Thinking about insurance and border controls may not be your idea of a good time, but having the right bit of paper to hand may save you hours (or days) when you are travelling. Dealing with the bureaucrats before you go is much easier than dealing with them away from home.
A medical insurance policy to cover illness & accidents is vital. Travel insurance against loss and theft is very wise too. Medical costs and availability differ between countries. The UK has agreements with certain countries making costs free or at a reduced rate.
- Europe: If you are travelling to Europe, you should apply for a free European Health Insurance Card (EHIC), which offers you access to reduced-cost medical treatment. The easiest and most efficient way to apply for an EHIC is online at www.nhs.uk/Healthcareabroad.
- You may also receive free healthcare if you are travelling outside the European Economic Area (EEA) provided that the country in question has a reciprocal healthcare arrangement with the UK. Read the Country-by-country guide on the NHS website and find out what applies to the country of your choice.
- USA: Medical care costs are usually higher in America. If you plan to include the USA in your trip, the premium will be higher.
- Rest of the World: The UK has health care agreements with a few other countries such as Australia and New Zealand.
Points to note
- Most policies have exclusions. Often staff in travel agents don't know the small print, so you may need to contact the insurance company.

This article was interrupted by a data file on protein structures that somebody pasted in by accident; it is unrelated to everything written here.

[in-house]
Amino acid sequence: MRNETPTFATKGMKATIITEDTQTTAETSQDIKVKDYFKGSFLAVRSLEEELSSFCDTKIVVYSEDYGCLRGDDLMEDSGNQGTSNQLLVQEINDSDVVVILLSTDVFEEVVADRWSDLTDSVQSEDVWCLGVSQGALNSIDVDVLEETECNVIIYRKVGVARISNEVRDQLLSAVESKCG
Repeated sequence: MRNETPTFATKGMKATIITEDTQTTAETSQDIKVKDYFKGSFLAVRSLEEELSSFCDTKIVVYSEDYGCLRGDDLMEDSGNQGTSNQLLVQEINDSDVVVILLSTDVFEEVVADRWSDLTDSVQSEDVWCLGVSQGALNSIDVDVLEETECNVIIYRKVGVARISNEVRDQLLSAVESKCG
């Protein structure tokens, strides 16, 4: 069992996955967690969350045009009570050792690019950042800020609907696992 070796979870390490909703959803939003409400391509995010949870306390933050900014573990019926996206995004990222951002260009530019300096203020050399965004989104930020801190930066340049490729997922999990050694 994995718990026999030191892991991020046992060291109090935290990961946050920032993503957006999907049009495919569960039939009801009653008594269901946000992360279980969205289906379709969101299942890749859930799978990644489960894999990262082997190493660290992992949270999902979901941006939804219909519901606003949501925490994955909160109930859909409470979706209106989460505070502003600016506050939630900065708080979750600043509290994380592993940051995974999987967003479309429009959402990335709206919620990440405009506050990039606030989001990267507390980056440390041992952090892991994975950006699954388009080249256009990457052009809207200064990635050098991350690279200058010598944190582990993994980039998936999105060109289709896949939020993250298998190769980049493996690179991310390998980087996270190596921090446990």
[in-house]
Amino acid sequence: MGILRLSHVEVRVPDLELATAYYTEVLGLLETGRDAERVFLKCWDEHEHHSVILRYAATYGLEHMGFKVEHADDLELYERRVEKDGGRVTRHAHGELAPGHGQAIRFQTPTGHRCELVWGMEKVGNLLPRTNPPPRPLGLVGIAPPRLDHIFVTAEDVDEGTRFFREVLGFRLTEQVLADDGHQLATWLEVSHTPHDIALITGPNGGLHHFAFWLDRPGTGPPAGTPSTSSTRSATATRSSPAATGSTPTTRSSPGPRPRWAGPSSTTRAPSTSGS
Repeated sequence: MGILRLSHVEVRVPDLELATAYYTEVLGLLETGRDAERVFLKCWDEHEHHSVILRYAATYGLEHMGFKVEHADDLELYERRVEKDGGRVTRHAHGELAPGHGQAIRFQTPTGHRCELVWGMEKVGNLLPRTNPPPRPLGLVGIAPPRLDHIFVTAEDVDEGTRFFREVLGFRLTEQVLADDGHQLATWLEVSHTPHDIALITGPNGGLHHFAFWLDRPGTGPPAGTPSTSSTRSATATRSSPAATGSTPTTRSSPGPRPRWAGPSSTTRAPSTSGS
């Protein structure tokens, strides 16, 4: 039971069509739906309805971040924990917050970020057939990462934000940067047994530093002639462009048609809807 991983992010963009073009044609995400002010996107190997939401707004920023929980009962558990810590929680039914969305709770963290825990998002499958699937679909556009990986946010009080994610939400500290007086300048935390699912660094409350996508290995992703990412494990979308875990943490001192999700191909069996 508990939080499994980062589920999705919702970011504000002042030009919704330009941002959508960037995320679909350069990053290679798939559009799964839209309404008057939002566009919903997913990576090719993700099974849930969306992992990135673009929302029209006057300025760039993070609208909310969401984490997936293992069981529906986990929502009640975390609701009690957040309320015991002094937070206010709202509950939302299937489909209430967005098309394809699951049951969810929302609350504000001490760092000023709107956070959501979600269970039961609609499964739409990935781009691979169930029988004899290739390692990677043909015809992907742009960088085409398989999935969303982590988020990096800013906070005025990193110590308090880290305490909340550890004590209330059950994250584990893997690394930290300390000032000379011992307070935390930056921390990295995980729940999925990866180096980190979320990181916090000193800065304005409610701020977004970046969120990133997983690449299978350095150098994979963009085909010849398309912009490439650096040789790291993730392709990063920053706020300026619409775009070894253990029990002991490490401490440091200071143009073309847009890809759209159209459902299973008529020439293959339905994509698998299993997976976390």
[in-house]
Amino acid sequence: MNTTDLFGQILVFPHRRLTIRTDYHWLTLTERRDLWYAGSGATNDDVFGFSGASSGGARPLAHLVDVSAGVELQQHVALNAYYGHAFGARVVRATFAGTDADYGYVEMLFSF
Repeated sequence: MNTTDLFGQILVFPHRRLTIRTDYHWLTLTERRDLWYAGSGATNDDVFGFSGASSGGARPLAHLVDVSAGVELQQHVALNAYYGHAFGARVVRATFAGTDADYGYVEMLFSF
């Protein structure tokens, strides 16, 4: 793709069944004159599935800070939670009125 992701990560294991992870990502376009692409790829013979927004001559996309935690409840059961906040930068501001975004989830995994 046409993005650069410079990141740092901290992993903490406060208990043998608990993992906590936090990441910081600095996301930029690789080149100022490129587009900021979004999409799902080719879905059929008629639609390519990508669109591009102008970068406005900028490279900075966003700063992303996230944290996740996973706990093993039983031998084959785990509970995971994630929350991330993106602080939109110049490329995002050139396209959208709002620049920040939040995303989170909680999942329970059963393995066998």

- Check the policy covers pre-existing medical conditions, or you will not be covered for anything relating to these.
- Even if the policy provides cover, you need to tell the insurer to record that you have diabetes.
- Dangerous activities: Some sports will need additional cover e.g. White water rafting, diving, parascending etc. Whatever you plan, check with the insurer.
- Check on the coverage of emergency transport back home.
- Look around for the best deal. You don't usually have to buy your policy from a travel agent or tour operator, which can be expensive and loaded heavily because of diabetes.
- have information on Travel Insurance
- Find out about visa requirements well in advance.
- Get a letter (on headed note paper) from your Diabetes Clinic explaining that you have diabetes and need to carry insulin etc. Border controls & customs can be difficult otherwise.
- Get a prescription letter from your clinic with all the medical items you may need. Medications should be listed with both generic and brand name. Syringes and blood testing items should be listed also.
Carry some form of ID. The Diabetes UK identification card has a photo, doctors name and phone number, and "I have insulin dependant diabetes" in 5 languages. Available from Diabetes UK Membership Services (0171 636 6112). Medic Alert Foundation Identification bracelets are recognized world-wide, and includes a 24 hour help line. From: Medic Alert Foundation, 12 Bridge Wharf, 156 Caledonian Road, London. N1 9UU.
UK residents with insulin dependant diabetes have restricted 3 year licenses. If your planning to drive when your away, make sure your Driving license will remain valid for the whole trip. Check that your car insurance covers you for everything you are likely to be doing too.